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The Book of the Courtier by Baldassare Castiglione

Randall Albury unveils courtly philosophy.

On a chilly evening in early March 1507, high in the Apennine Mountains of northern Italy, a group of cultivated gentlemen and ladies sit around the fire in the audience chamber of the Duchess of Urbino discussing the qualities of the perfect courtier.

Such is the setting of one of the most celebrated books of the Italian Renaissance, The Book of the Courtier (Il libro del cortegiano) by Baldassare Castiglione (1478-1529), which was an international best-seller for a century after its first publication in 1528. The author, a minor nobleman from Mantua, was a humanistically-educated diplomat who served at the courts of northern Italy for most of his life, ending his career in Spain as Pope Clement VII’s nuncio to the Holy Roman Emperor Charles V.

However, notwithstanding the book’s fame and its translation into all the major languages of Europe, there is little about The Book of the Courtier which at first glance would suggest philosophical seriousness, and certainly nothing to intimate that it contains a hard-headed political philosophy. None of its characters has the ruthless will-to-power of a Cesare Borgia, nor the icily unsentimental pragmatism of a Niccolò Machiavelli, both contemporaries of Castiglione. Instead, Castiglione’s protagonists form what one eminent scholar has called a ‘faintly effete community’, and their discourse consists, for the most part, of light-hearted banter. The four nights of fictional dialogue Castiglione recounts display the ceremonial politeness of the Urbino courtiers, their easy familiarity with classical authors, their repeated outbreaks of laughter, and the apparent frivolity of some of the topics they discuss; but if the conversation happens to adopt a mildly philosophical tone, as it does when one speaker begins to use Socratic cross-examination with his interlocutor, or when two others start a debate involving Aristotelian concepts of matter and form, then a senior lady of the court typically intervenes, seeking (not always successfully) to cut the exchange short.

Or at least this is the case for the first three nights. On the fourth night, the Duchess calls upon two of her courtiers to present their views on topics which will lead the discussion in a more philosophical direction. The first speaker, Ottaviano Fregoso, takes up the subject of the perfect courtier’s highest aim or purpose – which involves him ethically training his prince; and the second speaker, Pietro Bembo, discusses the mature courtier’s experience of love, which develops into an exposition of the ascent from earthly sensuality to divine contemplation reminiscent of Socrates’ final speech in Plato’s Symposium (c. 380 BC).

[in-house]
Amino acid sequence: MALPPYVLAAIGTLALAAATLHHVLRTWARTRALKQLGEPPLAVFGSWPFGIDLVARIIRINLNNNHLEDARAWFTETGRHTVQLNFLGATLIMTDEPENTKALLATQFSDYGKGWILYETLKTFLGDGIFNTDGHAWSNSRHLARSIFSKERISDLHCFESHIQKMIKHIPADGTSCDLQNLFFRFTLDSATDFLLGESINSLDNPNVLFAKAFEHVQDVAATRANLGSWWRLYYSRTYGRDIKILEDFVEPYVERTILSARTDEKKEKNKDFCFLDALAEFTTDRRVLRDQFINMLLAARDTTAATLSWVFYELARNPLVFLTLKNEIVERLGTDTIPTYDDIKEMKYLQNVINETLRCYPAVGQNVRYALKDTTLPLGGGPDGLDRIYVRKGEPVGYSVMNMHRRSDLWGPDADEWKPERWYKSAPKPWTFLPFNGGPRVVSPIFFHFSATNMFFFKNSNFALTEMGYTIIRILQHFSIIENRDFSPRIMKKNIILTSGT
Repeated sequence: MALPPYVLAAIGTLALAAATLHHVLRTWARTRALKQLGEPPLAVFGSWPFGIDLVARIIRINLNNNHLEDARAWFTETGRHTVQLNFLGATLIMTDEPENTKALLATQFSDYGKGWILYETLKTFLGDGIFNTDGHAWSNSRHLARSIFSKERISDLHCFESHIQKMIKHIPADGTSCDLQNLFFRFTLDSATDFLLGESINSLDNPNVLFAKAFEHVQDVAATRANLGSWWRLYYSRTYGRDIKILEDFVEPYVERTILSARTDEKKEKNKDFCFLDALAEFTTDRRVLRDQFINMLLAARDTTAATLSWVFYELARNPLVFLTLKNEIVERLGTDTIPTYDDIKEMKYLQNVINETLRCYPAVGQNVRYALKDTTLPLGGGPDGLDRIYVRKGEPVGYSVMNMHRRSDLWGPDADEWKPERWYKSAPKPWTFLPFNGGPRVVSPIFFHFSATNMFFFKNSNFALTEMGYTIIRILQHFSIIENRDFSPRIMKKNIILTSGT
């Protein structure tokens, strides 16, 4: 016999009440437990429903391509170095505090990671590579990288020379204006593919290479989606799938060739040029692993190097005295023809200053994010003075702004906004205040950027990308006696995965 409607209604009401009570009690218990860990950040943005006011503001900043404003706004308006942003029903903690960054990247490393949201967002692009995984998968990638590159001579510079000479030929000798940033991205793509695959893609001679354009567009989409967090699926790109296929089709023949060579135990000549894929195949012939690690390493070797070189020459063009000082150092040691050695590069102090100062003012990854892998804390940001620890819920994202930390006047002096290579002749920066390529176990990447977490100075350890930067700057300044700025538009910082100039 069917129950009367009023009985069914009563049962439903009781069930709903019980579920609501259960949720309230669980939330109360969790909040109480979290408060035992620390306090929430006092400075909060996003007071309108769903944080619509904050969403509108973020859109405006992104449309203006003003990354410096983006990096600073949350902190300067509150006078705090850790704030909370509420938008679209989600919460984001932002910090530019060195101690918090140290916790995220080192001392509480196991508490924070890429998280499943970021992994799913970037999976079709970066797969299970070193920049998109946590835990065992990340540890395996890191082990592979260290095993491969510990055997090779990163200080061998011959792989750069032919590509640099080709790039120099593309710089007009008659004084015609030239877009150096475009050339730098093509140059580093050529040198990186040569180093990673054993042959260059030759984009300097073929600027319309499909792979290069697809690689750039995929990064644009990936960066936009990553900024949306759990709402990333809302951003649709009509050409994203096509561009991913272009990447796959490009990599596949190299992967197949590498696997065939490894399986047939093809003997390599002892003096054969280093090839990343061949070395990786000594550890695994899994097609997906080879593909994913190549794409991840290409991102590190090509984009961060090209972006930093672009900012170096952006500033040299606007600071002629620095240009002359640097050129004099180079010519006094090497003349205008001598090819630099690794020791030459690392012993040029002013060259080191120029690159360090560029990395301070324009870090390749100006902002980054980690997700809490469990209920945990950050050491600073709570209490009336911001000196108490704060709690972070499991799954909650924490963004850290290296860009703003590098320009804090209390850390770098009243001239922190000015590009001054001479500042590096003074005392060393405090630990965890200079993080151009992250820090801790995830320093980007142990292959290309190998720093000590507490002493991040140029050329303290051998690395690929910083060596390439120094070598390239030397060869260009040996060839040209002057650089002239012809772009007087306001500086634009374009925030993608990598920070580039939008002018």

These two discussions have often been criticised in ways which neutralise their philosophical significance. It was long held, for example, that the last night of the dialogues was an afterthought on Castiglione’s part, and therefore did not form an organic whole with the previous three nights’ discussions. Although this view is less often maintained today, it does show that many readers consider the final night to be thematically discrepant with the rest of the text, thus making it appear to be an appendix to the work rather than an integral conclusion to it.

More importantly, the position Ottaviano Fregoso expounds regarding the perfect courtier’s ethical mentorship of his prince has been dismissed as high-sounding but politically ineffective idealism, and Pietro Bembo’s speech on love has likewise been dismissed as pure escapism, utterly unrelated to the realities of contemporary life in Renaissance Italy. On this reading, Castiglione’s book is a work of no philosophical significance whatever. It presents three nights of discussion on courtly etiquette, and a fourth night of idealist rhetoric on topics which might make a contribution to superficial courtly conversation, but not to philosophical thought. Where an interpretation has sometimes found a more politically realistic undercurrent in Castiglione’s writing, it has treated this aspect of his work as pragmatic career advice on survival and advancement at court, or as hinting that there are harsh political realities that lie outside the perfect courtier’s role, but not, however, as a realistic political philosophy.